Sunday, April 18, 2010

So, a kerfluffle at a coffee bar was bigger news than the Development Agreement? At least the Brooklyn Paper beats the Brooklyn Daily Eagle

This week's Brooklyn Paper has some good stories, but the lead story concerns a walkout by staff at Gorilla Coffee in Park Slope. (That's also the lead story in the sibling Courier-Life, at least in the Park Slope edition.)

The Brooklyn Paper's bigger (and newer) Atlantic Yards story concerns the charges that prospective Nets owner Mikhail Prokhorov has ties to the pariah state of Zimbabwe.

The subordinate story, first published online April 8, concerns the request that Supreme Court Justice Marcy Friedman reconsider her dismissal of a case challenging the Empire State Development Corporation's 2009 approval of Atlantic Yards, given that a belatedly released Development Agreement gives the developer 25 years to build the project, rather than the officially announced ten years. (Here's my coverage.)

It's not surprising that the Brooklyn Paper would choose more recent stories to highlight in print.

But the fact remains: the newspaper hadn't covered the Development Agreement previously (here's the Atlantic Yards section), even though I broke the news in January.

I have to think that a pre-Murdoch version of the Brooklyn Paper would've jumped on that news.

And in the Brooklyn Daily Eagle

At least the Brooklyn Paper took the allegations seriously. By contrast, note the distinctively skeptical tone in the Brooklyn Daily Eagle's coverage, headlined Brooklyn’s Atlantic Yards Will Take Over 25 Years, New Legal Documents Claim:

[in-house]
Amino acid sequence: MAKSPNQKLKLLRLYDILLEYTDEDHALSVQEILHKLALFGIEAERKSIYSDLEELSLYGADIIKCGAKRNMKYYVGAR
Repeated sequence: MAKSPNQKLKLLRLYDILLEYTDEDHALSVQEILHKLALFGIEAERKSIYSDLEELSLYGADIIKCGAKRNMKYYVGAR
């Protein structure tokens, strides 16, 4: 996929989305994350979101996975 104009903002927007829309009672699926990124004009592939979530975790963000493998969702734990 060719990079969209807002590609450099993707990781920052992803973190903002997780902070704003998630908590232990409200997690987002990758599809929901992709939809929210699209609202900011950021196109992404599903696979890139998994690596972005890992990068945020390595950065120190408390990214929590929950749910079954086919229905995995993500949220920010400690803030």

Atlantic Yards will take over a quarter century to build, claims the lead opposition group in a new motion filed in court this week.

Develop Don’t Destroy Brooklyn (DDDB), the lead plaintiff in a lawsuit that was dismissed by the Manhattan Supreme Court earlier this year, has filed a new Motion to Reargue/Renew, asking the court to consider new evidence that DDDB claims was not available at the time of the oral argument in January.

In what appears to be part of the never-ending litigation involving Atlantic Yards, DDDB now claims that the state’s Empire State Development Corporation (ESDC) intentionally withheld documents from the court, so that the court would rule in ESDC’s favor.
Well, was the evidence available at the time of oral argument or not? It wasn't.

Was it intentionally withheld? It sure seems so.

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